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Rigged YouTube videos can use Siri and Google Now to hijack your phone

Researchers have demonstrated that "hidden" voice commands can trick voice-activated assistants into doing things like downloading malware.

Researchers have cooked up a way to attack mobile devices that relies on a victim doing nothing more than listening to a boobytrapped YouTube video.

In the attack, “hidden” voice commands (more like impossible to understand for humans) trick voice-activated assistants like Google Now or Siri into doing whatever the attacker commands.

All a victim has to do is to listen to a rigged video from any of multiple sources, including a laptop, a computer, a smart TV, a smartphone or a tablet.

The researchers, from the University of California, Berkeley, and Georgetown University, say on their project page that the hidden voice commands are “unintelligible to human listeners but which are interpreted as commands by devices.”

You can hear the voice commands, which are indeed muddled, in the researchers’ VoiceHack demonstration video:

As the video shows, a mobile phone acts on the commands as soon as the voice-based assistants decipher them.

As the researchers note in their paper, they were able to take over a phone because many devices nowadays have adopted an always-on model in which they continuously listen for possible voice input.

That makes it easy for humans to access and interact with their devices. The potential benefits of always-on voice assistants was vividly demonstrated last month, when an Australian mother saved her 1-year-old daughter’s life by activating her dropped iPhone from across the room, telling Siri to call for an ambulance.

But that always-on state also leaves mobile devices vulnerable to voice attacks from an attacker who can manage to create sound within the vicinity of any targeted device within speaker range.

Of course, if a device owner hears the incoming command, they can just cancel it or take other corrective action.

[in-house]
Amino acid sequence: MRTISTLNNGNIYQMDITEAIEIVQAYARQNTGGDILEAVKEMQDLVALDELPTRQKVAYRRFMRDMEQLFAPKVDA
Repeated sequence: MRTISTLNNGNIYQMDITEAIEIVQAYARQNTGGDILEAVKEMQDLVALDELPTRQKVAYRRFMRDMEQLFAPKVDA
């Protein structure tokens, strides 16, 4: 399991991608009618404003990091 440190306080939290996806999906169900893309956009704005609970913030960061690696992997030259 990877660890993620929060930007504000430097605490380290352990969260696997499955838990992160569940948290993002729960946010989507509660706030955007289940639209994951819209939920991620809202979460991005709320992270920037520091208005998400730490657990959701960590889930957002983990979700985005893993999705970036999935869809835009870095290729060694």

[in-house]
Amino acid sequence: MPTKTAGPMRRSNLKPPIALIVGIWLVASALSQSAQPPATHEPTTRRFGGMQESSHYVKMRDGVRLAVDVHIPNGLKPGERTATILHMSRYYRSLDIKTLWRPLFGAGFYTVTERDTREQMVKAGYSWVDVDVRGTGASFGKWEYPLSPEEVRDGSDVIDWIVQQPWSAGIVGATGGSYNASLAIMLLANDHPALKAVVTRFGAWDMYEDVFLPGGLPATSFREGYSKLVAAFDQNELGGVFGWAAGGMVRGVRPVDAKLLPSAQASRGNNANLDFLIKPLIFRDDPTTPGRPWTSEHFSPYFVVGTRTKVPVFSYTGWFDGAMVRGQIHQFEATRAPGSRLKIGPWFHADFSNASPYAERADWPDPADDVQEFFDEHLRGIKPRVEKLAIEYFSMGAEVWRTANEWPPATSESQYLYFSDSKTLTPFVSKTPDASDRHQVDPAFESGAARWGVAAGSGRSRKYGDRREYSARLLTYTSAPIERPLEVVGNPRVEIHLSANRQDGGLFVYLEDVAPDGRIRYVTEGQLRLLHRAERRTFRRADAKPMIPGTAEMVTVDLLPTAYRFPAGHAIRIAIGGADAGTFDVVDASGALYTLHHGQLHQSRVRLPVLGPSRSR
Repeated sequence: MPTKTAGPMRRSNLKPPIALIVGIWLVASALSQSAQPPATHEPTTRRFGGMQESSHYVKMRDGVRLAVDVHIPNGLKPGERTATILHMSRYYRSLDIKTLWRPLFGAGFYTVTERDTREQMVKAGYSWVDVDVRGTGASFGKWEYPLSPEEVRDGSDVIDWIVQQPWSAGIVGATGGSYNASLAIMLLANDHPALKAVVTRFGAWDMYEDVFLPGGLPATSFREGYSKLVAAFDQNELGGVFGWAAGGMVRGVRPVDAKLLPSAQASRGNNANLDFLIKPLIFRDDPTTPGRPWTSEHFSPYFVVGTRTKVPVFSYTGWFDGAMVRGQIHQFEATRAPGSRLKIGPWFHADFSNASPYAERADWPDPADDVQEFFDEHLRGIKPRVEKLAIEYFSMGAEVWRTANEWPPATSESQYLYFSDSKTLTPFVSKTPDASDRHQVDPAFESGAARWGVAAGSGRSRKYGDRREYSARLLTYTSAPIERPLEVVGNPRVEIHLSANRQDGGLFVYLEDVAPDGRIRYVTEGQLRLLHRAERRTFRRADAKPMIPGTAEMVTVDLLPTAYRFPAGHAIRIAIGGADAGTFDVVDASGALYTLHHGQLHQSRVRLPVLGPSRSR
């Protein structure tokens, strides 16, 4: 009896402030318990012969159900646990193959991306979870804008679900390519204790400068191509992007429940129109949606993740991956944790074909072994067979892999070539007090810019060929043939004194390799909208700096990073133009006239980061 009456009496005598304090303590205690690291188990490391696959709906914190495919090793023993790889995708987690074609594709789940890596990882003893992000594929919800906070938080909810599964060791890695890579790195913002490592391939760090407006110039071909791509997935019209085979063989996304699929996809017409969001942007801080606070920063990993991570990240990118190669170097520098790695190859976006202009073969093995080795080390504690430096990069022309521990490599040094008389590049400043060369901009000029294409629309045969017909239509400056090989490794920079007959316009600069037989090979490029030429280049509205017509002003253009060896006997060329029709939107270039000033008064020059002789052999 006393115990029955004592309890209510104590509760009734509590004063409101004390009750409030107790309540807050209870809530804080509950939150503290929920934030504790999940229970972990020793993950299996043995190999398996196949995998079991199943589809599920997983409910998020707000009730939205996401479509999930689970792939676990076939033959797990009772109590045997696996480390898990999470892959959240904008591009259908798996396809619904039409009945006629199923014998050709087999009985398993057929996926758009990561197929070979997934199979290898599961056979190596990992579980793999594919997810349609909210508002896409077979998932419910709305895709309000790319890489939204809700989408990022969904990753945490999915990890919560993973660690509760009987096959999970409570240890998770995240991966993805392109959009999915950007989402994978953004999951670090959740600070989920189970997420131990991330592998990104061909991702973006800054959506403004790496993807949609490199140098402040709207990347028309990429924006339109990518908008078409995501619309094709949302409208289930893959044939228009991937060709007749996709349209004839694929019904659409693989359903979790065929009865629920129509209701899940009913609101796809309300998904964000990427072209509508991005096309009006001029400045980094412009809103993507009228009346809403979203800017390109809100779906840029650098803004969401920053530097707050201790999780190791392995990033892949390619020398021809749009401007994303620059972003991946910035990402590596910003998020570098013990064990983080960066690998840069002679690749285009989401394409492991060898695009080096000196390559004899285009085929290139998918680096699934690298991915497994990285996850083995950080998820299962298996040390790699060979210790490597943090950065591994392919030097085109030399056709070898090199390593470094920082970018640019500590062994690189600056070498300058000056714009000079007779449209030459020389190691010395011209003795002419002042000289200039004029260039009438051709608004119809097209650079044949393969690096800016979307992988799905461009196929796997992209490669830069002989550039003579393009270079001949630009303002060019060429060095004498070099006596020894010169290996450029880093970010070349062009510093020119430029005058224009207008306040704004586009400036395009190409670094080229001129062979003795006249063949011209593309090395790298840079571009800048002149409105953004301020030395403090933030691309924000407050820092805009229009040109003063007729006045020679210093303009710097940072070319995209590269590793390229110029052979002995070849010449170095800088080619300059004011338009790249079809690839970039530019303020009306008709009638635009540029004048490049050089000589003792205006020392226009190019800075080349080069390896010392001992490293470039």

That motivated the researchers to look for a way to hide those voice commands: i.e., to craft commands that a device will understand and act on, but that a human wouldn’t understand or possibly even notice.

In their demo, the researchers demonstrated a command for the phone to open the site That suggests, of course, that a phone can be instructed to open up far nastier, malware-laden sites.

The possible repercussions of a successful attack, from their paper:

Depending upon the device, attacks could lead to information leakage (e.g., posting the user’s location on Twitter), cause denial of service (e.g., activating airplane mode), or serve as a stepping stone for further attacks (e.g., opening a web page hosting drive-by malware).

Such attacks could also be compounded if they were to be inflicted en masse, the researchers suggest: for example, hidden voice commands could be broadcast from a loudspeaker at an event or embedded in a trending YouTube video.

Their attacks proved successful even with background noise.

The team showed that attackers don’t need sophisticated knowledge about devices’ speech recognition systems. They came up with a general attack procedure for generating commands (that are intelligible to humans) that likely will work with any modern voice recognition system, including Google Now.

That’s what they call the black-box model.

The team also demonstrated a white-box model, in which attackers with significant knowledge of the internal workings of a speech recognition system can issue hidden voice commands that can’t be deciphered by humans.

This isn’t the first time that researchers have attacked mobile devices via their voice assistants. In October, a pair of French researchers created an attack to remotely hijack phones with radio waves.

José Lopes Esteves and Chaouki Kasmi, researchers for the French infosec agency ANSSI, described the radio wave attack in a talk at Hack in Paris and published their findings in the journal IEEE Transactions on Electromagnetic Capability.

In a video of their talk, they described the potential outcomes of such an attack, including turning a phone into an eavesdropping device by commanding it to make a call to an attacker’s monitoring phone, or making a phone visit a malicious phishing website, create embarrassing posts on your social media accounts, or launch a malicious app that could download malware.

But that remote attack was far more difficult to pull off than the more recent demonstration of hidden voice commands: to make their attack work, the French researchers sent FM radio signals from a laptop to an antenna, which transmitted the signals to a nearby voice-command enabled phone with headphones plugged in.

In that attack, the headphone cord acted as an antenna, sending commands through the microphone to a digital assistant like Siri.

In contrast, all an attacker has to do in the case of hidden voice commands is to get a target to listen to a video, and presumably not look at their phone for a bit.

But still, getting users to do that is more involved than simply delivering malware.

As we’ve noted before, Siri in particular has been vulnerable to being exploited to expose your personal information.